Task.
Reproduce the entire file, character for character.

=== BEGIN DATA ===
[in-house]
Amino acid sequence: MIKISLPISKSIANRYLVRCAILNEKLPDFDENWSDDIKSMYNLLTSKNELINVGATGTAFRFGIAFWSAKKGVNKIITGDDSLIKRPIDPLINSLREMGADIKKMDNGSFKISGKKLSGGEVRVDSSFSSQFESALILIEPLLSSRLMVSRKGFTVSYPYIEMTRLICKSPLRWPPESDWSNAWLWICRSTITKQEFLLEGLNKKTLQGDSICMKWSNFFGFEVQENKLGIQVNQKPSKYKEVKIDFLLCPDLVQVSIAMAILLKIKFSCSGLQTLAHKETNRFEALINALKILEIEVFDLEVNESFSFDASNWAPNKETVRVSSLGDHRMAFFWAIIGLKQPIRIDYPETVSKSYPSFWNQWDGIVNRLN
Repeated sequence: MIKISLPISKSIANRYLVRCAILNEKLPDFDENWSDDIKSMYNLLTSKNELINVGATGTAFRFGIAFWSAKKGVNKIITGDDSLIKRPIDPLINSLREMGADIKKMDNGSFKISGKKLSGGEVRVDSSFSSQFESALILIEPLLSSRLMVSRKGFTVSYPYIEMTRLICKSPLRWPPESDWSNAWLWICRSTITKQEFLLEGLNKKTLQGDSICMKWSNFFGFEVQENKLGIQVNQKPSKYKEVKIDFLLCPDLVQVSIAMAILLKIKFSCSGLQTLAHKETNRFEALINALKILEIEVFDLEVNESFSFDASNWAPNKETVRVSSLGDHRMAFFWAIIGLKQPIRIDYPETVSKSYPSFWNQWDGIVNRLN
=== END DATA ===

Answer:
[in-house]
Amino acid sequence: MIKISLPISKSIANRYLVRCAILNEKLPDFDENWSDDIKSMYNLLTSKNELINVGATGTAFRFGIAFWSAKKGVNKIITGDDSLIKRPIDPLINSLREMGADIKKMDNGSFKISGKKLSGGEVRVDSSFSSQFESALILIEPLLSSRLMVSRKGFTVSYPYIEMTRLICKSPLRWPPESDWSNAWLWICRSTITKQEFLLEGLNKKTLQGDSICMKWSNFFGFEVQENKLGIQVNQKPSKYKEVKIDFLLCPDLVQVSIAMAILLKIKFSCSGLQTLAHKETNRFEALINALKILEIEVFDLEVNESFSFDASNWAPNKETVRVSSLGDHRMAFFWAIIGLKQPIRIDYPETVSKSYPSFWNQWDGIVNRLN
Repeated sequence: MIKISLPISKSIANRYLVRCAILNEKLPDFDENWSDDIKSMYNLLTSKNELINVGATGTAFRFGIAFWSAKKGVNKIITGDDSLIKRPIDPLINSLREMGADIKKMDNGSFKISGKKLSGGEVRVDSSFSSQFESALILIEPLLSSRLMVSRKGFTVSYPYIEMTRLICKSPLRWPPESDWSNAWLWICRSTITKQEFLLEGLNKKTLQGDSICMKWSNFFGFEVQENKLGIQVNQKPSKYKEVKIDFLLCPDLVQVSIAMAILLKIKFSCSGLQTLAHKETNRFEALINALKILEIEVFDLEVNESFSFDASNWAPNKETVRVSSLGDHRMAFFWAIIGLKQPIRIDYPETVSKSYPSFWNQWDGIVNRLN